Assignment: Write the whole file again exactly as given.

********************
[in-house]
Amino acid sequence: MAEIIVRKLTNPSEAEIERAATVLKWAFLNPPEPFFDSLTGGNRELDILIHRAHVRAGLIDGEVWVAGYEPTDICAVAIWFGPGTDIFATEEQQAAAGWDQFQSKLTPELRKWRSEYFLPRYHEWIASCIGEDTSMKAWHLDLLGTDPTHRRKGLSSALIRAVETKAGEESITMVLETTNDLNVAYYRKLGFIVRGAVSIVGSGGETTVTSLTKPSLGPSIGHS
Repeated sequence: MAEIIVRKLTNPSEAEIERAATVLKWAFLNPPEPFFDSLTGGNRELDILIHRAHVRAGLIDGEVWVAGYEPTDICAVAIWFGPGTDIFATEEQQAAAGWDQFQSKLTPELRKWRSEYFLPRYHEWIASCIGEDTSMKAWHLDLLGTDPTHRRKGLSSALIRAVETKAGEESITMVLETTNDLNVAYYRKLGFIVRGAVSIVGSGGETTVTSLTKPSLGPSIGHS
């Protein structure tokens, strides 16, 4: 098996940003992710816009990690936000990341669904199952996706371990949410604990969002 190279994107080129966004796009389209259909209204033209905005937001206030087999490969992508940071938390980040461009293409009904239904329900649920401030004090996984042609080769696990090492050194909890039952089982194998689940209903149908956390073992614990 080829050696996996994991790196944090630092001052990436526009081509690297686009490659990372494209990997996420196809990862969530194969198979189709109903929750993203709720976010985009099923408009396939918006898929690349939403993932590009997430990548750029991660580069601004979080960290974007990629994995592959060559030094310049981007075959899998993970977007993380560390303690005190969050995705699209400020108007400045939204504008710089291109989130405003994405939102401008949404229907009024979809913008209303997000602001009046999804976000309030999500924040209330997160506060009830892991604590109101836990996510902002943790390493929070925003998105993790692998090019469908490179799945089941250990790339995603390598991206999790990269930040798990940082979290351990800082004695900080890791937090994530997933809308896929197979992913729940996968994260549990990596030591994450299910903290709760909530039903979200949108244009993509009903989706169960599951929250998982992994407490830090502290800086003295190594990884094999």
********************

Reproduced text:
[in-house]
Amino acid sequence: MAEIIVRKLTNPSEAEIERAATVLKWAFLNPPEPFFDSLTGGNRELDILIHRAHVRAGLIDGEVWVAGYEPTDICAVAIWFGPGTDIFATEEQQAAAGWDQFQSKLTPELRKWRSEYFLPRYHEWIASCIGEDTSMKAWHLDLLGTDPTHRRKGLSSALIRAVETKAGEESITMVLETTNDLNVAYYRKLGFIVRGAVSIVGSGGETTVTSLTKPSLGPSIGHS
Repeated sequence: MAEIIVRKLTNPSEAEIERAATVLKWAFLNPPEPFFDSLTGGNRELDILIHRAHVRAGLIDGEVWVAGYEPTDICAVAIWFGPGTDIFATEEQQAAAGWDQFQSKLTPELRKWRSEYFLPRYHEWIASCIGEDTSMKAWHLDLLGTDPTHRRKGLSSALIRAVETKAGEESITMVLETTNDLNVAYYRKLGFIVRGAVSIVGSGGETTVTSLTKPSLGPSIGHS
């Protein structure tokens, strides 16, 4: 098996940003992710816009990690936000990341669904199952996706371990949410604990969002 190279994107080129966004796009389209259909209204033209905005937001206030087999490969992508940071938390980040461009293409009904239904329900649920401030004090996984042609080769696990090492050194909890039952089982194998689940209903149908956390073992614990 080829050696996996994991790196944090630092001052990436526009081509690297686009490659990372494209990997996420196809990862969530194969198979189709109903929750993203709720976010985009099923408009396939918006898929690349939403993932590009997430990548750029991660580069601004979080960290974007990629994995592959060559030094310049981007075959899998993970977007993380560390303690005190969050995705699209400020108007400045939204504008710089291109989130405003994405939102401008949404229907009024979809913008209303997000602001009046999804976000309030999500924040209330997160506060009830892991604590109101836990996510902002943790390493929070925003998105993790692998090019469908490179799945089941250990790339995603390598991206999790990269930040798990940082979290351990800082004695900080890791937090994530997933809308896929197979992913729940996968994260549990990596030591994450299910903290709760909530039903979200949108244009993509009903989706169960599951929250998982992994407490830090502290800086003295190594990884094999």